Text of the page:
August 18, 2006

Faithful Lines / Shirley Vogler Meister

Another look at American Indian statistics

A few weeks ago on a Catholic freelance writers’ Internet list, a fellow columnist said, “Whenever a writer puts out a thought, it can be disagreed with vigorously, vehemently, even violently. But it cannot be un-thought. That is the great, permanent gift a writer gives to this world.”

My colleague found that Salman Rushdie quotation in Irshad Manji’s The Trouble with Islam Today. Rushdie’s point validates the responsibility that writers have to share what is morally and factually correct, while also respecting reader response. So, when I err in print, I try to right the wrong.

In my July 21 column about American Indians, the third paragraph contained this notation: “The number of those killed after 1492 is controversial.”

I should have let it go at that instead of adding the word “billion” to the death toll. Astute readers criticized this as impossible, suggesting instead “million.” They are correct.

Coincidentally, not long before, my South Dakotan brother, Stan, e-mailed information about the word “billion,” explaining how difficult the word is to comprehend.

Supposedly, an advertising agency put the figure into perspective: A billion seconds ago, it was 1959; a billion minutes ago, Jesus was alive; a billion hours ago, our ancestors were living in the Stone Age; a billion days ago, no one walked on the Earth.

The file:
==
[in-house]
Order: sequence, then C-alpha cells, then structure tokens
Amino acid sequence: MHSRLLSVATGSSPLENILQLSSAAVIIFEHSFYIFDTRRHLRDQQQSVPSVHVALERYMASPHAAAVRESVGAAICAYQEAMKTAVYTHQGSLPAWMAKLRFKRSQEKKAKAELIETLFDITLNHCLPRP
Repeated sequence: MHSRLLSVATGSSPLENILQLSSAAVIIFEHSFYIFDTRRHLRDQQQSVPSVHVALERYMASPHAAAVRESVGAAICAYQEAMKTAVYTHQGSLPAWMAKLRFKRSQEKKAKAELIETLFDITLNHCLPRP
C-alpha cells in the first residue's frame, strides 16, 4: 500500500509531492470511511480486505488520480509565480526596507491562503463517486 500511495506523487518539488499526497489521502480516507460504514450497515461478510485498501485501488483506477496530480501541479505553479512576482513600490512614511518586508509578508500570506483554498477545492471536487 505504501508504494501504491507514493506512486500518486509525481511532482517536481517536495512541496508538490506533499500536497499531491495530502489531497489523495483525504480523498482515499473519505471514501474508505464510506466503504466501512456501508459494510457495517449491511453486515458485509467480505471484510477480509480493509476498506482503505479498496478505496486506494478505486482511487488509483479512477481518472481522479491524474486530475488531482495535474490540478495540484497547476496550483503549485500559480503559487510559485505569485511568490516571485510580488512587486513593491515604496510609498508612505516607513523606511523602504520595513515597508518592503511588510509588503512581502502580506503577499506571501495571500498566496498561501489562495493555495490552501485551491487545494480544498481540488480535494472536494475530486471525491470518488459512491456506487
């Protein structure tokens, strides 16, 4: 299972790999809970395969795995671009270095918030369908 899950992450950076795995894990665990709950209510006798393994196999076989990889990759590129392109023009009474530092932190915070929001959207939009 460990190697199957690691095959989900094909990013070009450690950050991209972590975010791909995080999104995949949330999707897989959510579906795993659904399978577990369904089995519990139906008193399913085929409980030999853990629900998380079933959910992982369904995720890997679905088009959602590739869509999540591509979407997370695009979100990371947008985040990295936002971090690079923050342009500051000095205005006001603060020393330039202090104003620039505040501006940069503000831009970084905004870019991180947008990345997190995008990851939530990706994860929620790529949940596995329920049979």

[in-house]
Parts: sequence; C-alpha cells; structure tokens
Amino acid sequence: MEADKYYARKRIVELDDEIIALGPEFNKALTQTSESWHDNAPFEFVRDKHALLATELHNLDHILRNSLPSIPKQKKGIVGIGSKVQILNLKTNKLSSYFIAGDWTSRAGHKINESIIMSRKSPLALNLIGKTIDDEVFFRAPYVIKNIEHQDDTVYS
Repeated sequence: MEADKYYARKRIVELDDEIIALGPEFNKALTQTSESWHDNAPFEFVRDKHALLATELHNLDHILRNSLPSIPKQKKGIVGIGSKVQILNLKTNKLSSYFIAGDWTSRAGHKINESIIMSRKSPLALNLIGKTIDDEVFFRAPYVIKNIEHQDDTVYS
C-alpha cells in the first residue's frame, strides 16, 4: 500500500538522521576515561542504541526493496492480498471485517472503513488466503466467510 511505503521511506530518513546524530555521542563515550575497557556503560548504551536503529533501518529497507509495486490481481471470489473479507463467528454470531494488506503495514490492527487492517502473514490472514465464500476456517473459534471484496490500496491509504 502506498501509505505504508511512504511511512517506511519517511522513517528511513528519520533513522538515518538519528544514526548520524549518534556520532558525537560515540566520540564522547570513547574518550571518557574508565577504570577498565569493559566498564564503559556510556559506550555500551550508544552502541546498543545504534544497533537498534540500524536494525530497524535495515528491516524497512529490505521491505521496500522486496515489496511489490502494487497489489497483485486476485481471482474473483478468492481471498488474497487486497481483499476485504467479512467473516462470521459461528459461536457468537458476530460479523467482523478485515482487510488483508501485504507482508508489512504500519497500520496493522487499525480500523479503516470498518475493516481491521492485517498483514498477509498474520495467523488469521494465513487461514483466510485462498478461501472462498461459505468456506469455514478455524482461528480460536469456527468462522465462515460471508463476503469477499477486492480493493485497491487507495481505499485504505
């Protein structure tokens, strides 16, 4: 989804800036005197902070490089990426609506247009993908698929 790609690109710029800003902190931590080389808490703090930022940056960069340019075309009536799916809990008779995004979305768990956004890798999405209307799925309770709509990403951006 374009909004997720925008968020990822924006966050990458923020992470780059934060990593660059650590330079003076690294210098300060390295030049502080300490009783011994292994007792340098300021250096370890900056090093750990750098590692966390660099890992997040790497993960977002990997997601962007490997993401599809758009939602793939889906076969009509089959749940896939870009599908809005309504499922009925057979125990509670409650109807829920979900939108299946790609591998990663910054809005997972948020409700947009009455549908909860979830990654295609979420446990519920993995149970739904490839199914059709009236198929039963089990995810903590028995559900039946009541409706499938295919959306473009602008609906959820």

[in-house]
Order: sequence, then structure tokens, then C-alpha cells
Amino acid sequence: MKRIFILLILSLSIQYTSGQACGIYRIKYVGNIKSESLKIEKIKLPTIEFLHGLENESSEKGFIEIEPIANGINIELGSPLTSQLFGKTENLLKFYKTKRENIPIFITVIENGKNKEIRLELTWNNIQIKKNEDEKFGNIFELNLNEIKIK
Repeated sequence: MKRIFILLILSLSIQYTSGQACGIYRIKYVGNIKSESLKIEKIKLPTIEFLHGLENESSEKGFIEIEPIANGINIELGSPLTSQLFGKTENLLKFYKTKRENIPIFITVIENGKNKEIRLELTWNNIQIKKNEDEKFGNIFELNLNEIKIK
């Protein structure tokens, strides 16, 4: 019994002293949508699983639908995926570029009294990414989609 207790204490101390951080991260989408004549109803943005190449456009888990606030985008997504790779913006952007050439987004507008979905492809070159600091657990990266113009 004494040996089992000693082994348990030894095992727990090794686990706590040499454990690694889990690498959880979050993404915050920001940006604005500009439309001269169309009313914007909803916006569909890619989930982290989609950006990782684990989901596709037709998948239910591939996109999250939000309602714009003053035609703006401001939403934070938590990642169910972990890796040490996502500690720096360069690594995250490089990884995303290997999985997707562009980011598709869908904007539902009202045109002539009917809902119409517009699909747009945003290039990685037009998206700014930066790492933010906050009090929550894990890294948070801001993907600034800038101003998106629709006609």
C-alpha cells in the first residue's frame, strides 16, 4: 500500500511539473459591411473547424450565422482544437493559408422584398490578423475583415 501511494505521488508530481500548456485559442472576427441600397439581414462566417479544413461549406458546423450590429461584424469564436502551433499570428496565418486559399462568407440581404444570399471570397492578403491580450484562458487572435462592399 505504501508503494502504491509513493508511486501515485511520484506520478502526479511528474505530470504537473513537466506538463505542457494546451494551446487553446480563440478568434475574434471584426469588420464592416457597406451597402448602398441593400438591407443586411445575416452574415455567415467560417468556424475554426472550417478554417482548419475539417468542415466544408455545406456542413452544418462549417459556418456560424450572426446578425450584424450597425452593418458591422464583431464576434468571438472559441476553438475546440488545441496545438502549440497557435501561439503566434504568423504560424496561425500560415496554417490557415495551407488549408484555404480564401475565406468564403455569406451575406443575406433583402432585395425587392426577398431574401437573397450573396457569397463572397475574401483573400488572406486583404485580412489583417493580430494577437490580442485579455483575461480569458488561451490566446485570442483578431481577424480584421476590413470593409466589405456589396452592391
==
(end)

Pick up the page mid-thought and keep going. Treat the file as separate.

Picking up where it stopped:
I am a “word person” rather than a “number person,” so I have no idea if these “billions” are accurate either.

Statistics are iffy at best, so I am usually careful about sources I use. Since I cannot find my “billion” source for the Indian information, I now put the numbers of Indians who died after the arrival of Christopher Columbus into a different perspective. Several sources say that between 2 million and 100 million died after Old World explorers came to the New World.

Several sources also say 90 percent of all American indigenous people’s deaths resulted from wars and battles, foreign diseases, starvation, genocide and other factors.

No wonder this period is referred to as the American Indian Holocaust. Currently, 2 million Indians live in the United States, with 1.2 million in urban areas and approximately 800,000 on one of 300 federal reservations. These numbers can be iffy, too, depending on statisticians’ political or personal interests and human error.

However, statistics mean little if human and spiritual truths about American Indians are not understood.

By typing “Catholicism and Native Americans” into an Internet search engine, Catholic encyclopedias and many other Web sites can be found to explain tribal faith and religious values.

(Shirley Vogler Meister, a member of Christ the King Parish in Indianapolis, is a regular columnist for The Criterion.)


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